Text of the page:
…There were hundreds of them. Men and women of different races, clothing, profession, or personality. Each a character (cop, bank teller, biker, Latino gang banger, pant-suited business woman, etc.)
It began as a view of my neighborhood from the corner of Woodland and Griggs looking West toward Ryan Place and Syndicate Ave, and Southwest toward N. Highway Drive. There was one man walking peacefully down the road. Then another and another. I saw interactions between them and conflict as they disagreed or argued with each other. It quickly became chaotic as more and more character representations flooded the streets and “collided” with one another. I saw a redneck meth head fighting with a Mexican, a black guy in a polo shirt arguing with a bearded biker in leather and chains. Soon the streets were a riot with cops swinging clubs, gun toting citizens firing at anyone they didn’t agree with on any level, and I stood there at the intersection watching it all go down.
This played on and on with various combinations of characters fighting and killing each other…then it would start over with a peaceful street and somebody minding their own business and taking a walk. Over and over I witnessed these fights and I could feel myself getting angry and subconsciously placing blame on each stereotype. Of course it couldn’t be MY fault, I was only an observer in this clashing chaos. I watched it unfold time and time again trying to figure out a pattern.
“Why was this intricate and character-specific scene being played out while I narrowly and miraculously avoided being killed myself in the middle of it all?”
The images were coming from my memory. That was IT! The people were from all walks of life and some were pretty, some were ugly, old, young, black, white and seemingly innocent when walking alone, but when mixed into the cacophony and discord of the crowd of differences, all hell broke loose!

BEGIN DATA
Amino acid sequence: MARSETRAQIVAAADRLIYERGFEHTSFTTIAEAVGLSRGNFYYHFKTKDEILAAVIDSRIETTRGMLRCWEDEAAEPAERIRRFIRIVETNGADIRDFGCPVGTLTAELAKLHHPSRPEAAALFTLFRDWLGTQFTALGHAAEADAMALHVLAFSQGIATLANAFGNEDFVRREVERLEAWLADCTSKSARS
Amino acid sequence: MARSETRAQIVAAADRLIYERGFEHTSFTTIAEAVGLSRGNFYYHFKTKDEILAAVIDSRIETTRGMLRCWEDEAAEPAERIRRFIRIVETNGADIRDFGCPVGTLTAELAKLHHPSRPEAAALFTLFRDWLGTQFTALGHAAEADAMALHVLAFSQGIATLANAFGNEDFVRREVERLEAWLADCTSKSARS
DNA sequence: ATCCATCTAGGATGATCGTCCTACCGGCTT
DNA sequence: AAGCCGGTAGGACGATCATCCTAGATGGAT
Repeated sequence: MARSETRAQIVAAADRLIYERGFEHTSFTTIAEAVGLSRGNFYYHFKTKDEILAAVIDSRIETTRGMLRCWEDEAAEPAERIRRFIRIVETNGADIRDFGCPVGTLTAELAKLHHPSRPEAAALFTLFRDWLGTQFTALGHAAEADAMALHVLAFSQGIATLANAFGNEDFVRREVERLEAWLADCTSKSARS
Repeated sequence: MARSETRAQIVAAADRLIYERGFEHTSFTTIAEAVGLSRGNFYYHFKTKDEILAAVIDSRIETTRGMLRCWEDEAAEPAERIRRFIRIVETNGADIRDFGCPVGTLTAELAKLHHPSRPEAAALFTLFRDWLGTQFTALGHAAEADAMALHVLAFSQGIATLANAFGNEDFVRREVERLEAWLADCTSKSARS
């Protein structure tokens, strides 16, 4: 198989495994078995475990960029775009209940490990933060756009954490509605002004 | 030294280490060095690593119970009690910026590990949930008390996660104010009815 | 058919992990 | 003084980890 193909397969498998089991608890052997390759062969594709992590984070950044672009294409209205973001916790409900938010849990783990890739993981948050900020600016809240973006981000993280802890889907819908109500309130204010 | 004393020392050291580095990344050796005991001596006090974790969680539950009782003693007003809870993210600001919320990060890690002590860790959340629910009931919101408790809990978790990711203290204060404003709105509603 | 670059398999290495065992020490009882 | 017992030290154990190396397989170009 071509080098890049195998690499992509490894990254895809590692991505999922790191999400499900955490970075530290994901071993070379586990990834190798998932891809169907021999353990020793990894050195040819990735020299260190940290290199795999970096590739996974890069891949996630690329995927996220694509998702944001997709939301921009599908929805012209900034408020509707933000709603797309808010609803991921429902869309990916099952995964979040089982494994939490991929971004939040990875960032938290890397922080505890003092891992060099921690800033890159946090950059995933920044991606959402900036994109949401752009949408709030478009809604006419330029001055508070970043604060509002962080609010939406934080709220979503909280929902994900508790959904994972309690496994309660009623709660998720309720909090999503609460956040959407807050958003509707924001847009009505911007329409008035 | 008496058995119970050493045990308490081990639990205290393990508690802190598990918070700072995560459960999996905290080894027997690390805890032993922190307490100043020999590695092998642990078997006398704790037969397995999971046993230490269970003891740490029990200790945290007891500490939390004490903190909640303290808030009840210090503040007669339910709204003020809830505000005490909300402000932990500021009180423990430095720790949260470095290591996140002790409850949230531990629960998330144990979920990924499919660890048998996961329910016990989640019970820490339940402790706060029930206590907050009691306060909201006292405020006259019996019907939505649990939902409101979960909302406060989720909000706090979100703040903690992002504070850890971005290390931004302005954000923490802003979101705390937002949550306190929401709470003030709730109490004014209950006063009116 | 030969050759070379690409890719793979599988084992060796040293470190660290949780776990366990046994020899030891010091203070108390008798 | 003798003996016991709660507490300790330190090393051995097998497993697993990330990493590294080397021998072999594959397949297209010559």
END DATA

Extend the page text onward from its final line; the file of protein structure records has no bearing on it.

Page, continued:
Then I found my answer. Each and every person I encountered or saw on the street represented a specific judgement that I had made at one point in my life. Maybe it was just the way they walked, or the clothes they wore, or a biased generalization ingrained in my mind from the time I was a kid. Individually, they weren’t doing anything wrong and I could hardly see a reason for fighting, but I had to stand there and witness my own misinformed and assumed judgement manifest into something I wanted to stop. I realized that every time I judge or label someone, I’m comparing them to some “ideal” of how I think the world should be. From my point of view at the time, I didn’t have a problem with 90% of them, but I’ve been alive for 3 decades and have seen, and judged hundreds of thousands of people whom I’d never even met or talked to.
I was also seeing people with attributes that I didn’t like about myself…things I couldn’t forgive myself for. Could I forgive them? Was my own perfectionist self-image being projected on these innocent strangers? Almost as soon as I deciphered the situation and figured out that I was seeing it all as an example of the chaos in my own mind, it stopped. Everything calmed down and people simply walked away to go on with their lives. The fighting ended. Not only did I have to forgive myself, but I had to learn to forgive anyone and everyone who is a product of the same reality that I am a part of. I had to love them and surrender or they would all kill each other while I had to watch. Alone.